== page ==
Deep Rising

From Wikipedia, the free encyclopedia
Jump to: navigation, search
Deep Rising
Deep rising ver3.jpg
Theatrical released poster
Directed by Stephen Sommers
Produced by John Baldecchi
Mario Iscovich
Laurence Mark
Written by Stephen Sommers
Uncredited:
Robert Mark Kamen
Starring Treat Williams
Famke Janssen
Kevin J. O'Connor
Anthony Heald
Wes Studi
Derrick O'Connor
Cliff Curtis
Una Damon
Djimon Hounsou
Jason Flemyng
Clifton Powell
Trevor Goddard
Music by Jerry Goldsmith
Cinematography Howard Atherton
Edited by Bob Ducsay
John Wright
Production
company
Distributed by Buena Vista Pictures
Release dates
  • January 30, 1998 (1998-01-30)
Running time
106 minutes[1]
Country United States
Language English
Budget $45 million[citation needed]
Box office $11.2 million (USA)[1]

Deep Rising is a 1998 American action horror film directed by Stephen Sommers and starring Treat Williams, Famke Janssen and Anthony Heald. It was distributed by Hollywood Pictures and Cinergi Pictures and released on January 30, 1998.

Plot[edit]

Amidst a storm and the darkness of night, a sophisticated charter boat, piloted by John Finnegan (Treat Williams), is transporting a group of mercenaries, led by a man named Hanover (Wes Studi), to an undisclosed location in the South China Sea. With him are his crew, Leila (Una Damon) and Joey "Tooch" Pantucci (Kevin J. O'Connor).

Meanwhile, the luxury cruise ship Argonautica is on its maiden voyage. Simon Canton (Anthony Heald), the owner of the ship, announces to the wealthy passengers that it is the most luxurious passenger vessel ever built. Canton and the ship's captain, Atherton (Derrick O'Connor), discover a woman named Trillian (Famke Janssen) in the act of stealing from the ship's vault. They lock her up in a storeroom. Soon after, in the computer room, a saboteur disables the ship's navigation and communication systems. Just then, on the mostly-disabled bridge, the sonar detects a large object rising from beneath the ship. The ship suffers a crippling impact, and unseen creatures begin to attack the panicking passengers.

Soon afterwards, Finnegan's boat suffers severe damage when it collides with debris from the Argonautica, now visible in the rain. It limps to the cruiseship, which the mercenaries reveal is their target - they intend to rob it and sink it with torpedoes.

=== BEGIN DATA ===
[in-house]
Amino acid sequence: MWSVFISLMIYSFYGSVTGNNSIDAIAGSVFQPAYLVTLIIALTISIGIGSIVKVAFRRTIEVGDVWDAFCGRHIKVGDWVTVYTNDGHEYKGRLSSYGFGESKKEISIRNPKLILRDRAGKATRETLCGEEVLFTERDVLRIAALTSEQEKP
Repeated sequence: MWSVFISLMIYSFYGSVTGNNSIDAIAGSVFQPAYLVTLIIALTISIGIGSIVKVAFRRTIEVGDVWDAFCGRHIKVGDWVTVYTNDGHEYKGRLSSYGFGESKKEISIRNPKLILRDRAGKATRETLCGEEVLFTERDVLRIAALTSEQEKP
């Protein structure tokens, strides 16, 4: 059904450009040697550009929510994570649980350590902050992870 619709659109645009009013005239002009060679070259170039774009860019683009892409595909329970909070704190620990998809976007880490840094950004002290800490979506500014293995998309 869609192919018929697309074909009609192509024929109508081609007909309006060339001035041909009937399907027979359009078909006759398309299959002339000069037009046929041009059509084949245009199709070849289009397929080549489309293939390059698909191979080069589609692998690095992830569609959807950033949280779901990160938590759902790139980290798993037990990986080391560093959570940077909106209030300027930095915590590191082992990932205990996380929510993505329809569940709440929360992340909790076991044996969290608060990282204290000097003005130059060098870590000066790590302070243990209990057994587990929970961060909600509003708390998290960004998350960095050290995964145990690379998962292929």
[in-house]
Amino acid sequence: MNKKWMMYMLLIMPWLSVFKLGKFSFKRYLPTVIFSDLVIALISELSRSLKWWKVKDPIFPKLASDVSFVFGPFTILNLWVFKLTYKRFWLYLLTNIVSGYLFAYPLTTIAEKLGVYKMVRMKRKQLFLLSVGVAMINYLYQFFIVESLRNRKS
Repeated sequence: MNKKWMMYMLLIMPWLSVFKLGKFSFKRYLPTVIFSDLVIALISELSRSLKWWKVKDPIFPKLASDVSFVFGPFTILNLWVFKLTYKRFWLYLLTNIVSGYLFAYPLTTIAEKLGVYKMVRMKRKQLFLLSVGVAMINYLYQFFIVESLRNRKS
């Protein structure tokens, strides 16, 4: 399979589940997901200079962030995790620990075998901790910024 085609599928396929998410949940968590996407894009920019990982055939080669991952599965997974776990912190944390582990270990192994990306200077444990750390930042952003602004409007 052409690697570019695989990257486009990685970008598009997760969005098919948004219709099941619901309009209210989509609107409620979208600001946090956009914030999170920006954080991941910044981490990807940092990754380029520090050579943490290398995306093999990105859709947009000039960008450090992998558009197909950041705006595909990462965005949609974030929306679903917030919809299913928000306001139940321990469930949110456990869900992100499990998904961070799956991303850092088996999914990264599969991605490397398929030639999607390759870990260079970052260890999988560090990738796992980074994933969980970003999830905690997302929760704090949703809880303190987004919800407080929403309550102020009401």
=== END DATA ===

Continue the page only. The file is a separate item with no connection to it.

Leila and mercenary Billy (Clint Curtis) remain on Finnegan's boat, while the rest board and explore the cruiseship. They hear ominous screeches and find blood and heavy damage but no people or bodies.

On Finnegan's boat, an unseen thing seizes Leila and pulls her overboard. Billy is also taken.

Finnegan and Joey, under guard of T-Ray (Trevor Goddard) and Mamooli (Cliff Curtis), go to the cruiseship's engineroom to scavenge the parts they need to repair their boat. Still-unseen water creatures kill the two mercenaries; Finnegan and Joey escape. They run into Trillian. The three are then captured by the mercenaries, on their way to the ship's vault, who disbelieve their talk of monsters. Vivo (Djimon Hounsou) opens the vault room. Canton, hiding there, kills him with an axe, and mercenary Mulligan (Jason Flemyng) machine-guns three others in the room.

Captain Atherton and Canton survive this series of events and tell the mercenaries about creatures attacking the ship and killing almost everyone. The group explore and discover human skeletons stripped clean of flesh, and a powerful creature crushes walls near them. They flee to a safe place, where Canton reveals that he is responsible for the sabotage of the Argonautica, which is debt-ridden and unprofitable, and that he hired the mercenaries to sink it so he could collect the insurance. This place is attacked by creatures that have giant tentacles. One is shot open, releasing an almost-dead and half-digested Billy - he quickly dies. A creature kills Captain Atherton. Canton theorizes that the creatures are giant specimens of deep-sea worms, which digest their prey and then eject the carcass.